I first met Bob Tyler in 1983 just after my family moved from Grand Junction, Colorado. I was 32 years old and was the new pastor of what was then called Fayette Fellowship, a 4-and-a-half-year-old church in Peachtree City.
I don’t remember how I met Bob, but I do know that he reached out to me. He was the pastor of Peachtree City Christian Church and he, along with some of the other clergy, invited me to the weekly ministers’ breakfast.
We met at Riggins Bar-b-Que near Tyrone for a country breakfast, and I came to know, respect, and look up to these men, all of whom were older than me. At the time, I was the newest and youngest pastor in Peachtree City, Ga. Eventually Riggins closed, an event I still lament, and we moved our meeting to Shadows Restaurant.
I was invited to participate in the annual community Good Friday service and continued to do so up until the pandemic struck. Bob was the person who, before he left Peachtree City Christian Church, put the event all together year after year.
Along the way, nearly every local denomination has participated including the Catholic, Baptist, Lutheran, Methodist, Christian, Church of Christ, Greek Orthodox, Presbyterian, Assemblies of God, Episcopal, Non-denominational, and Anglican churches, and the list goes on. Either seven or eight ministers would speak for a few moments each and Bob called it the “Peachtree City Preach-off.”
In the minister’s breakfast, and among the clergy, Bob began to be referred to as “the Bishop of Peachtree City,” because of his work in bringing these very diverse churches together. The crowds on Good Friday were such that only the very largest churches could handle them.
I should mention that the Christian Church denomination does not have bishops and does not make much of any title at all. Bob was a bit uncomfortable with the title, “Reverend.” Bob was just always “Bob,” or, at most, “Pastor Bob.” While the designation of “the Bishop of Peachtree City” was, in part, a joke, the other part was that it indicated the esteem in which he was held by the other pastors.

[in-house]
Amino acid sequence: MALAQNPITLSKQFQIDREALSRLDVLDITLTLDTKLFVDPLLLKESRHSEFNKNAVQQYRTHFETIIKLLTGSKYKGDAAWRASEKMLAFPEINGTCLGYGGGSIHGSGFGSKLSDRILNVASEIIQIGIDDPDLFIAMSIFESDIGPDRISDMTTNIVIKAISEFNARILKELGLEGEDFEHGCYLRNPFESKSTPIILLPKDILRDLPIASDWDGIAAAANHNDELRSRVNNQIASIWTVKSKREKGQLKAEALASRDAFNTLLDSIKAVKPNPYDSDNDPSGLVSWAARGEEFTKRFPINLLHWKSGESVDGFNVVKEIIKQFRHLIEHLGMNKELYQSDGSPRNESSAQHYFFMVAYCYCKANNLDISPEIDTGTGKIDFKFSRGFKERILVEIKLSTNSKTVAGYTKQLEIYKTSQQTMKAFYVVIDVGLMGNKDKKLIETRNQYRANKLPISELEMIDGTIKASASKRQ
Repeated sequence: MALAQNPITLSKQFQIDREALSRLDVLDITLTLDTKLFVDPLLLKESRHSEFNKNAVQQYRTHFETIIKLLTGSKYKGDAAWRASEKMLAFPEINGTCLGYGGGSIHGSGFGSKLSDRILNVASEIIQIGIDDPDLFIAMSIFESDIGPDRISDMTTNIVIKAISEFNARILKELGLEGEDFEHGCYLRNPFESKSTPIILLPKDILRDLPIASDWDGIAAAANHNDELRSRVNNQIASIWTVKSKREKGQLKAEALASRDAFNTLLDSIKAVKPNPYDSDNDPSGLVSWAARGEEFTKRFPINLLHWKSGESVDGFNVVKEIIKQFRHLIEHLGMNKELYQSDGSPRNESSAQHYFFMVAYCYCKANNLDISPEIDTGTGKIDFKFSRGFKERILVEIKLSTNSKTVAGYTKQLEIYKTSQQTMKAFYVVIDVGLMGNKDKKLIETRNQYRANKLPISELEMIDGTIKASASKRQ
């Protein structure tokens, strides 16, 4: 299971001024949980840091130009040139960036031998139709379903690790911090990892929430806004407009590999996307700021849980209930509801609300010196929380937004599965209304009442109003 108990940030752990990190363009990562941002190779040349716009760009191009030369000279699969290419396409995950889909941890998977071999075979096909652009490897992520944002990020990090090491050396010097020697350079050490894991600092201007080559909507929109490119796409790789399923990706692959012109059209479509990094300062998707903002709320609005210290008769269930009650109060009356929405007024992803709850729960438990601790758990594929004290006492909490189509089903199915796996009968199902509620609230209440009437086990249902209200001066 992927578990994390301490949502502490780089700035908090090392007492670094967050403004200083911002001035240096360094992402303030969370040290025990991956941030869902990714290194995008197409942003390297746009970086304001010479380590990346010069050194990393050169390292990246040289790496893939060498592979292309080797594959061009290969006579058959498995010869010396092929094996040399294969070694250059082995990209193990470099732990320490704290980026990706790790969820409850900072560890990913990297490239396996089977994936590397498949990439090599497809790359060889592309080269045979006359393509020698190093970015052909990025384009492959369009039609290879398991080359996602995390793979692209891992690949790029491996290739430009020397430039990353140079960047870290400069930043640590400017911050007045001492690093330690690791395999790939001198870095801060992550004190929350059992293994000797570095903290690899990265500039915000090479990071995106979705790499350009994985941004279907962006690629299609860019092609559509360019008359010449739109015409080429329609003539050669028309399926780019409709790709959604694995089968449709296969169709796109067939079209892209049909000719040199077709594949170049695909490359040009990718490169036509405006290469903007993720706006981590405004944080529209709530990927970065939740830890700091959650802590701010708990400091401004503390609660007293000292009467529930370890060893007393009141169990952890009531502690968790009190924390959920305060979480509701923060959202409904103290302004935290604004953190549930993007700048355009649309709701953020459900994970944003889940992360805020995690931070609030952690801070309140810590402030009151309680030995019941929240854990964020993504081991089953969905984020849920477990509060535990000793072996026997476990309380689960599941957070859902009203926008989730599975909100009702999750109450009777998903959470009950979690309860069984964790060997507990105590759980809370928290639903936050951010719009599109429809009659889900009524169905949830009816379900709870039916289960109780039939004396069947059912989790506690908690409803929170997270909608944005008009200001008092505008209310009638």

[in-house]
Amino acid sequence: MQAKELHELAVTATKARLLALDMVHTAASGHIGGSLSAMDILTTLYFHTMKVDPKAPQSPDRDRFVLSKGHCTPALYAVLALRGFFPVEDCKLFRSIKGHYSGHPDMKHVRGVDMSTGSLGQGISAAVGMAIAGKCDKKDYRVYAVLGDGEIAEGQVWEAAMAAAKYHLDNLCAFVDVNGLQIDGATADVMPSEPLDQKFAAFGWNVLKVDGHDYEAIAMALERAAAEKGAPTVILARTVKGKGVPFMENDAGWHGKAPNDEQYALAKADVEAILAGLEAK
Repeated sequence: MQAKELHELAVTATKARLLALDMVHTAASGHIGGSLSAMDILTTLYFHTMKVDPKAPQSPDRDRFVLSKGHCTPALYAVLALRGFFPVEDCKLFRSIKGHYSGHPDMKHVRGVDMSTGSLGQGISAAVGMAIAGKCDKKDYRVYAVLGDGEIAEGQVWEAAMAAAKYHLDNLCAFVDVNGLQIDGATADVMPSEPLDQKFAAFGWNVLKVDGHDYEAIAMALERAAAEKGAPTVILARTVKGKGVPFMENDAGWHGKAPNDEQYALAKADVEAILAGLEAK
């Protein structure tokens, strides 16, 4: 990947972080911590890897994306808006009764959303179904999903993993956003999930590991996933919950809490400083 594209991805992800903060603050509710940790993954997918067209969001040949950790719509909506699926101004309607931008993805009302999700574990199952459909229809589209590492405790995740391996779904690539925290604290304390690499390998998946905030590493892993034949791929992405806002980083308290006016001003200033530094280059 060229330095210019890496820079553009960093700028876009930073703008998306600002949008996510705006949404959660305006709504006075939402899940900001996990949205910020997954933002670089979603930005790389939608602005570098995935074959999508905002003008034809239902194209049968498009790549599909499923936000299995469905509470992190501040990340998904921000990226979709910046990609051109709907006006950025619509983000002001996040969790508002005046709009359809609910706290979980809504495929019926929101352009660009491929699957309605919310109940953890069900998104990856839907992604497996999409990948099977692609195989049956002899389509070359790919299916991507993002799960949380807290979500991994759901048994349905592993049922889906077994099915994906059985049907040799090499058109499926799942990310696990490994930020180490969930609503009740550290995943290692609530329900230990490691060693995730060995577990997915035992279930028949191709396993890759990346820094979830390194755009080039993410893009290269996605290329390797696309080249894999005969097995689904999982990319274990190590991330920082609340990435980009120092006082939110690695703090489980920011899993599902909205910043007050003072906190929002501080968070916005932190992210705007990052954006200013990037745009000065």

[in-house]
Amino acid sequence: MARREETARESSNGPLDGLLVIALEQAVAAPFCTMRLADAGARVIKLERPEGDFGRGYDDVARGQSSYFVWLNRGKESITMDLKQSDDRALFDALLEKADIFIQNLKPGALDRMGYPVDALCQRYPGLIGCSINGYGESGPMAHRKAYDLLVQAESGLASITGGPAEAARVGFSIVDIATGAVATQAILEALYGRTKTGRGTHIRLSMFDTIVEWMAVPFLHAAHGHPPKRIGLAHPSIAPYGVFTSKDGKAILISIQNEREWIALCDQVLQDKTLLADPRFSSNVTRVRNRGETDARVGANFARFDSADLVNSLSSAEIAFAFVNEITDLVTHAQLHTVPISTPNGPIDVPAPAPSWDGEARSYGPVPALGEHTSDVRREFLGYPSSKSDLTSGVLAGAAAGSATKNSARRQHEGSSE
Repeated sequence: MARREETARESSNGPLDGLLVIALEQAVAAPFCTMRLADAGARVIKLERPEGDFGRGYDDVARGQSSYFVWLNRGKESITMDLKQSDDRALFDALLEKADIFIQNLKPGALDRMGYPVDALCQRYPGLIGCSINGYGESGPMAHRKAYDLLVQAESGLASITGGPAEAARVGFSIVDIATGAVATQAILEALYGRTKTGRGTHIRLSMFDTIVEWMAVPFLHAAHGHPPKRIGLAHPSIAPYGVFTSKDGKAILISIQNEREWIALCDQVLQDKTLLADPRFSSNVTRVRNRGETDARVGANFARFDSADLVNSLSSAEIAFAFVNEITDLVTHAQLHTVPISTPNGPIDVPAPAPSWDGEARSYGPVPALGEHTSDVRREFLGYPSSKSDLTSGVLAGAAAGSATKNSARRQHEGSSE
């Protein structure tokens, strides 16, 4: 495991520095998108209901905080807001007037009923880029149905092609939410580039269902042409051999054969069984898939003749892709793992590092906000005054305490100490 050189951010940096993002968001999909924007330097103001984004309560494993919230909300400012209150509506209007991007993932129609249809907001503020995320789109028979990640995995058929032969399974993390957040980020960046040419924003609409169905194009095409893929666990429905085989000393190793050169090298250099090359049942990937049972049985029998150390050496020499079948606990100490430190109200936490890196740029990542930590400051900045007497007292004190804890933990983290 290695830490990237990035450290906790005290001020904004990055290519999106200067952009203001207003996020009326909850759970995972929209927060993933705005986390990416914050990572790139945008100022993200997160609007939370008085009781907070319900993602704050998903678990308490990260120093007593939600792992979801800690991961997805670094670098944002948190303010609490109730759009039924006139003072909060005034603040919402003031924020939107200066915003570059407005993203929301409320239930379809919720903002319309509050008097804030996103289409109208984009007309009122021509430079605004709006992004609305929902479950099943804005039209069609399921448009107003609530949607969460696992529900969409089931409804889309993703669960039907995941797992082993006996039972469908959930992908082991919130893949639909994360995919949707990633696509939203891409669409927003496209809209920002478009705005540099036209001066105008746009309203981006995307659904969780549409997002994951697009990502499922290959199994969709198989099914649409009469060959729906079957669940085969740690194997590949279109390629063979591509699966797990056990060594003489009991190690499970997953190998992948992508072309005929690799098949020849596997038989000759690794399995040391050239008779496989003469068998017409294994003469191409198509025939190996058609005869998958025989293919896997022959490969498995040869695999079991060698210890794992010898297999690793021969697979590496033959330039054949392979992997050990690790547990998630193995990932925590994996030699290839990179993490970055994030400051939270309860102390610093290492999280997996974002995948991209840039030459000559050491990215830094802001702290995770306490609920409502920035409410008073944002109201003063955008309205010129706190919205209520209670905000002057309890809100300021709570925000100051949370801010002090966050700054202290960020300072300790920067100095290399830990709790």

Bob referred to his own Christian Church as a “non-denominational denomination,” and sometimes signed his emails and letters “St. Bob, Curmudgeon.” Another word for “curmudgeon” is “killjoy,” but Bob was anything but that.
He was a person who could find humor in most anything, including himself. One early Sunday morning, Bob’s phone rang in the dark, wee hours of the night and a church member said frantically, “Bob, you have to get to the church. It’s on fire!”
He dressed and rushed to the church which was then on Wisdom Road and found everything in order. No fire, no fire trucks — nothing. He did find a note on the church door that said, “It’s about time someone lit a fire under this church! April Fool’s!.” It was April 1st. Many people would have been furious, but Bob laughed when he told the story.
Someone asked Bob about an upcoming conference and inquired as to whether he would attend. His reply was, “Oh no. I already know much more than I am willing to do.”
One event he liked to recall was this: A woman was baptized in his church one Sunday morning and a friend of hers came to be supportive. Bob, ever the pastor, visited the visitor that week and, during the conversation, Bob asked her if she was looking for a church home.